Insurance billing is a vital part of your daily operations. Helping patients might be the end-all-be-all of your calling, but consistent and proper billing is necessary for the doors to stay open for long. For many smaller offices, staying on top of the billing and getting it right can be an ongoing challenge. This is even more complicated for substance abuse treatment since this can be a specialized form of medical billing with even more potential pitfalls. The best way to keep your revenue cycle on track and prevent the slowdown of resubmitting claims is to avoid the most common mistakes that substance abuse billing companies make.
There are many different ways that coding mistakes can negatively impact your business and revenue cycle. First, the ICD-10 codes are complicated and change regularly. Staying up-to-date on additions and changes to this coding system is sometimes its own full-time job. Using the wrong code (like using a 30-minute session code for one that was actually only 15 minutes) can lead to rejections. Undercoding or upcoding can as well. Finally, Telehealth treatment is increasingly popular, but it complicates billing. Telehealth has its own specialty codes and requirements, and failing to follow them could lead to claims being rejected.
Claim denials are the result of insufficient documentation, so everyone in the practice should ensure that your biller has everything they need to submit the claim, including getting in notes and orders in a timely way.
Speaking of having everything in on time, missing deadlines is another reason many claims are denied. Trying to submit claims as soon as possible is the best practice, but sometimes your billing specialist will end up waiting on documentation. They must know the different filing deadlines to know when to push for that documentation and when they can let their coworkers have a little more time.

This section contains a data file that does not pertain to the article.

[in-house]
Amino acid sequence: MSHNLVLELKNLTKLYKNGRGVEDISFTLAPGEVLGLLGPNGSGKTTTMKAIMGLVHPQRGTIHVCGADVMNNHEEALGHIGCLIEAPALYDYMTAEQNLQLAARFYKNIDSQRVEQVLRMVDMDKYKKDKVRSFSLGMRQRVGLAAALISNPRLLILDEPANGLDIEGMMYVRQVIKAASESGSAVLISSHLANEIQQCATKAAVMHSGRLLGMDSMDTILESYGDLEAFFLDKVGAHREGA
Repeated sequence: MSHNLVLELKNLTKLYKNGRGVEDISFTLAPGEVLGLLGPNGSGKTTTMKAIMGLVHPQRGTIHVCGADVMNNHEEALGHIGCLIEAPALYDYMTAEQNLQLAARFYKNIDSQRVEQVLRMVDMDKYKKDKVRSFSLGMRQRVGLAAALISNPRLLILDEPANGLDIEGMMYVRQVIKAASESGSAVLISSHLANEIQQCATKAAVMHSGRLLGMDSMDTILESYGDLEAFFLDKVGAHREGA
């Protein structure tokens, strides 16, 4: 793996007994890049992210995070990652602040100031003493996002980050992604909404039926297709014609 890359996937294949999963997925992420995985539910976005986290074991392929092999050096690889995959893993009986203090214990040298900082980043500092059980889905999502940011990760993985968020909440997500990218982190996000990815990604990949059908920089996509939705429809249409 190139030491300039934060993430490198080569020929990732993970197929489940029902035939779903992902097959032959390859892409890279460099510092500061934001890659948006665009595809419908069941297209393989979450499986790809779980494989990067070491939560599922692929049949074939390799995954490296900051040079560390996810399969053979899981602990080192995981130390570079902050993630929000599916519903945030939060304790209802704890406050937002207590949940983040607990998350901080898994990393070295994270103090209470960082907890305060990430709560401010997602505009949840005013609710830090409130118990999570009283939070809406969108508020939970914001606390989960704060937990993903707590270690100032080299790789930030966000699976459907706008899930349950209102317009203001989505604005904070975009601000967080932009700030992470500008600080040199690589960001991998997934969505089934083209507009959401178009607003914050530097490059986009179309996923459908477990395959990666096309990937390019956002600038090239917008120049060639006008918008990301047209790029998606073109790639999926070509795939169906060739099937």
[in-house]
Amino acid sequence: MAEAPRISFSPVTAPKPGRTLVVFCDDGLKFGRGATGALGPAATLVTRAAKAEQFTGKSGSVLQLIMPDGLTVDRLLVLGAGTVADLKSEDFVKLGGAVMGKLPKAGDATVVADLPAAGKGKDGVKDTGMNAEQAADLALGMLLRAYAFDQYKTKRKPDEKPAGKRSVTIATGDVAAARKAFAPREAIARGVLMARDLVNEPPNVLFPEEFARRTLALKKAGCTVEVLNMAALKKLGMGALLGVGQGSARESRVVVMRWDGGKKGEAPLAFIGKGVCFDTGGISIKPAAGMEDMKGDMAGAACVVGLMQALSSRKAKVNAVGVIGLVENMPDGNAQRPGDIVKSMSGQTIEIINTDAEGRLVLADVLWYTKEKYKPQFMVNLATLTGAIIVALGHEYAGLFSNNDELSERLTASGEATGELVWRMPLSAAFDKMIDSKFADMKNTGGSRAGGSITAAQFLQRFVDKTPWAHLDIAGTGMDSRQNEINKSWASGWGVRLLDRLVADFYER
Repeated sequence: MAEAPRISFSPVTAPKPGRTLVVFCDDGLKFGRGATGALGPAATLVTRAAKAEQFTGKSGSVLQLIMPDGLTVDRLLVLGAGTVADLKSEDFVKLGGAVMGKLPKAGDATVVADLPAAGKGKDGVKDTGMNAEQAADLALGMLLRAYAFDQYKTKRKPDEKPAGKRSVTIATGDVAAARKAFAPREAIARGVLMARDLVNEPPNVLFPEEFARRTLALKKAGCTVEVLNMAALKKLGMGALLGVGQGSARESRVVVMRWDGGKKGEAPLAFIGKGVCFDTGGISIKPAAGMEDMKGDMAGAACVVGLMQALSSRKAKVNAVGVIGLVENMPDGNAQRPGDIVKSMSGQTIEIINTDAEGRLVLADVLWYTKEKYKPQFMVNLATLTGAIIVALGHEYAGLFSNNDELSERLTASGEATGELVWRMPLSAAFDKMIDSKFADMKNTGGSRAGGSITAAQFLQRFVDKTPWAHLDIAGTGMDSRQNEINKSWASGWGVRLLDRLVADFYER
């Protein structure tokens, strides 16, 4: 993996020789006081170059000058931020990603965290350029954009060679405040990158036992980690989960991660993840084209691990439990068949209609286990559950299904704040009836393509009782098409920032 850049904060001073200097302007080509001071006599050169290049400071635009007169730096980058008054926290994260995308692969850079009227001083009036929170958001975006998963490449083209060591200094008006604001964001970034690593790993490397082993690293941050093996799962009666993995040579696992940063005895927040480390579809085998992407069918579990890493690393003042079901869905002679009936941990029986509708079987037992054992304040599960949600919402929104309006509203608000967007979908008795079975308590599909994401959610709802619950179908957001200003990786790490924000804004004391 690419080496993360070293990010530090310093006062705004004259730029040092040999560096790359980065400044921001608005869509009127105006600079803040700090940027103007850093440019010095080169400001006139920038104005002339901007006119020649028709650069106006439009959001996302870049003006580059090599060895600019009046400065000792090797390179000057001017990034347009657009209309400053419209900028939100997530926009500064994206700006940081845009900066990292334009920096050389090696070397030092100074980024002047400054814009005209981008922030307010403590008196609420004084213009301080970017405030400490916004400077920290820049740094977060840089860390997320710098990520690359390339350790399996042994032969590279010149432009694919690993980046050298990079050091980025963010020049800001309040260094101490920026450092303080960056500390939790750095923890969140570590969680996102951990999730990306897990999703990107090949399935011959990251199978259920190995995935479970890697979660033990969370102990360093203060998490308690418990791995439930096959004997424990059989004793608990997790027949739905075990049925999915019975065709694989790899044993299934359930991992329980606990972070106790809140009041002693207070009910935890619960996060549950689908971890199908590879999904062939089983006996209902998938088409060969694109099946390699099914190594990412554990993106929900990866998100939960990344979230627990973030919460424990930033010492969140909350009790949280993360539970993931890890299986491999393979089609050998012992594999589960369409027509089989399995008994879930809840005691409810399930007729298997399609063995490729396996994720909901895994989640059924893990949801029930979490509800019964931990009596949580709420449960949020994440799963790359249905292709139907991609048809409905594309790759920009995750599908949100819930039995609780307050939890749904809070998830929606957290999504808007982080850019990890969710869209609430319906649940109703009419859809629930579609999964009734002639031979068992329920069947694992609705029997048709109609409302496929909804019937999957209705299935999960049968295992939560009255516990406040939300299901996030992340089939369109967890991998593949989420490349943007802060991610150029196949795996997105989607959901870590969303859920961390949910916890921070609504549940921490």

Duplicate billing is when a claim gets filed twice accidentally, often because of missed appointments or rescheduled consultations. While it is usually not on purpose, duplicate billing runs a double risk. If the same bill comes through twice, it is more likely to be denied, but double billing could also result in fines for your practice.
If you’re doing all of your medical billing in-house, how many people are working on it? In the vast majority of offices, the answer is one person. The truth is that most in-house medical billing is prone to errors, and this is mainly because most in-house medical billing is understaffed. If you only have one person doing all the billing for your practice, there will be mistakes. If you want to keep the work-in house, you need a system of checks and balances that supports your staff to complete the work correctly. Otherwise, you should consider outsourcing the work to a company that understands the nuances of substance abuse billing.
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